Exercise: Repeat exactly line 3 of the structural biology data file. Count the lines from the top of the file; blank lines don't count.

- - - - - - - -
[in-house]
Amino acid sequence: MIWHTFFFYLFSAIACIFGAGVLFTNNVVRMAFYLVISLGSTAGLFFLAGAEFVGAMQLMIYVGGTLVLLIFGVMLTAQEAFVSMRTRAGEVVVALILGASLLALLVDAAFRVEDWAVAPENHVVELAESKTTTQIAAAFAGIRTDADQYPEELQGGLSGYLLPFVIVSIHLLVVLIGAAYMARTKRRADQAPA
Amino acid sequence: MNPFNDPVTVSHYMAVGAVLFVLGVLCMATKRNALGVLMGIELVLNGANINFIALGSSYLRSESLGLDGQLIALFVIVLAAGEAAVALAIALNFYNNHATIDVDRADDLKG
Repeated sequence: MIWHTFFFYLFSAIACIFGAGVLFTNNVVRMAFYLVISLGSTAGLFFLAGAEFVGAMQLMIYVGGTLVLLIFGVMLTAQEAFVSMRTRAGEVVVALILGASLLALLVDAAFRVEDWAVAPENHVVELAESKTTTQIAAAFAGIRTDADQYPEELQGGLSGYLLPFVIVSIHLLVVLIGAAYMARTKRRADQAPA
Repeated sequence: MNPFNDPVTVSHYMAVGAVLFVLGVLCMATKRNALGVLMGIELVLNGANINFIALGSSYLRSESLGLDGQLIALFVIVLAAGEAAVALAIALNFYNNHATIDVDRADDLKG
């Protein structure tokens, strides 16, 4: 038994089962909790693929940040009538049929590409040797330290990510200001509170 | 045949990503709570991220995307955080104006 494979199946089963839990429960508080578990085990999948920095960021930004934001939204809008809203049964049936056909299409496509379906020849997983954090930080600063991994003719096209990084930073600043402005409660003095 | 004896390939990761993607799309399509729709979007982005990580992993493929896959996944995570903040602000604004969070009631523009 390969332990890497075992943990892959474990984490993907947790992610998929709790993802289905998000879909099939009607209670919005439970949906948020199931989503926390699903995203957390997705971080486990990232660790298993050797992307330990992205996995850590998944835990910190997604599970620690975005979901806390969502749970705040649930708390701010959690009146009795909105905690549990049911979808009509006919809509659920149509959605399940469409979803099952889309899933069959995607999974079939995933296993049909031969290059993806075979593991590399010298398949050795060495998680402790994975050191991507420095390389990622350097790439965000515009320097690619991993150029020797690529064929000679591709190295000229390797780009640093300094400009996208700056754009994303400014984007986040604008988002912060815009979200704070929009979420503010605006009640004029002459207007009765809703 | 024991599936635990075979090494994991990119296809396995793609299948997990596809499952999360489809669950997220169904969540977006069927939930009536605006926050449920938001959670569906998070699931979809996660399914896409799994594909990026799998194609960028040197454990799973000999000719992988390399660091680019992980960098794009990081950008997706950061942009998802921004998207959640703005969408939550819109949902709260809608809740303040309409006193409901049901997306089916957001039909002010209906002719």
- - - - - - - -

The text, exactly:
Amino acid sequence: MNPFNDPVTVSHYMAVGAVLFVLGVLCMATKRNALGVLMGIELVLNGANINFIALGSSYLRSESLGLDGQLIALFVIVLAAGEAAVALAIALNFYNNHATIDVDRADDLKG